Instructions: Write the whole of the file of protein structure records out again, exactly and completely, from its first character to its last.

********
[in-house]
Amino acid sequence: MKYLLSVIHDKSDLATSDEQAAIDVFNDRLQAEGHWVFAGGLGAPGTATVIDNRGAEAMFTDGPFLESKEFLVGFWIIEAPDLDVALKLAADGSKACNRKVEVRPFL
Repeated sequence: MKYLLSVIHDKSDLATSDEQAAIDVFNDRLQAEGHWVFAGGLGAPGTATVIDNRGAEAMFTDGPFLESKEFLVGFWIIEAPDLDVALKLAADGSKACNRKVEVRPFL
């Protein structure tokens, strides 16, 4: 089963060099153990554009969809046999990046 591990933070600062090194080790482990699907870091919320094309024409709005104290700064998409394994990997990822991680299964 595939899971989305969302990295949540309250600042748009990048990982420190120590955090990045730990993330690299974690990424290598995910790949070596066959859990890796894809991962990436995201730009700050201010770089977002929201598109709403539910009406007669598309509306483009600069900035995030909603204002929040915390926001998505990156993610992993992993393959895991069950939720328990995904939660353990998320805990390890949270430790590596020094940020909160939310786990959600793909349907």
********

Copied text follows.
[in-house]
Amino acid sequence: MKYLLSVIHDKSDLATSDEQAAIDVFNDRLQAEGHWVFAGGLGAPGTATVIDNRGAEAMFTDGPFLESKEFLVGFWIIEAPDLDVALKLAADGSKACNRKVEVRPFL
Repeated sequence: MKYLLSVIHDKSDLATSDEQAAIDVFNDRLQAEGHWVFAGGLGAPGTATVIDNRGAEAMFTDGPFLESKEFLVGFWIIEAPDLDVALKLAADGSKACNRKVEVRPFL
């Protein structure tokens, strides 16, 4: 089963060099153990554009969809046999990046 591990933070600062090194080790482990699907870091919320094309024409709005104290700064998409394994990997990822991680299964 595939899971989305969302990295949540309250600042748009990048990982420190120590955090990045730990993330690299974690990424290598995910790949070596066959859990890796894809991962990436995201730009700050201010770089977002929201598109709403539910009406007669598309509306483009600069900035995030909603204002929040915390926001998505990156993610992993992993393959895991069950939720328990995904939660353990998320805990390890949270430790590596020094940020909160939310786990959600793909349907």